about another person if his voice
did not wobble from time to time.
"The second time was last
January. I was living in a foster
home in Ypsilanti. It was so
depressing I couldn 't stand it ... I
just felt awful there. It was about
nine o'clock at night. I had been to
work that day and when I came
home I was really tired and
depressed and discouraged. I just
couldn 't look at anybody and I just
put my head down on the table and
said to myself, 'Oh God, there's no
hope. What am I living for?' I took
7,000 milligrams of Thorazaine.
That should have done it but they
pumped my stomach out. ... I just
couldn't see any other way out. It
just felt like my life was at an end.
Nothing ahead but total blackness."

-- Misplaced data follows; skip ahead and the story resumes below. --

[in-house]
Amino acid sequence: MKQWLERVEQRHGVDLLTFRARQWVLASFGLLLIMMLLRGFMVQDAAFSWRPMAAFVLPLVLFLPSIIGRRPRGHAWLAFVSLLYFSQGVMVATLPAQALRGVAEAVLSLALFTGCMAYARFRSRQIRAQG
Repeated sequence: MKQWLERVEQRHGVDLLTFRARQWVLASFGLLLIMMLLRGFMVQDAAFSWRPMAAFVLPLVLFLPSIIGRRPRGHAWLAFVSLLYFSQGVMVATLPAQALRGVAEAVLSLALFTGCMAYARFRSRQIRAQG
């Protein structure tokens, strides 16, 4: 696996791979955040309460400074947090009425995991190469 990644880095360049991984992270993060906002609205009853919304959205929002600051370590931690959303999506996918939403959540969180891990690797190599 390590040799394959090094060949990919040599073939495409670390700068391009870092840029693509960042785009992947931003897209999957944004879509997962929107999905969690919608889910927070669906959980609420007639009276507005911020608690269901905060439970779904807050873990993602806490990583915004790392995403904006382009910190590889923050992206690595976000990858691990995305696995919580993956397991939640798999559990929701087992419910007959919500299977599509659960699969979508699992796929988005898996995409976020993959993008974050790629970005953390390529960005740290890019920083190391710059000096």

At 33, John, a holder of a master's
degree in psychology from the Univer-
sity, has tried to kill himself three times
in the last seven years.
Few people can begin to understand
the kind of emotions and thoughts in-
volved in most suicides. The extreme
despair, hopelessness, and above all,
the level of desperation required for
such an act go far beyond the normal
range of human experience. Except
perhaps for an occasional, fleeting fan-
tasy that floats through one's mind un-
der the most trying of circumstances,
most of us find suicide somehow alien,
something so senseless and terrible it
defies comprehension.
Part and parcel of our attitudes
towards suicide is an active dislike of
talking about or dealing with it. It is a
subject most people will readily admit
feeling uncomfortable about. Slight
brushes with it - say, the suicide of a
distant acquaintance - engender a
kind of numb distaste. For the most
part, there is the tendency to put
suicide back on the shelf where so many
other touchy social issues - such as
homosexuality, for instance - have.
languished for so long. Some of these
negative attitudes may stem from the
general Western reluctance to come to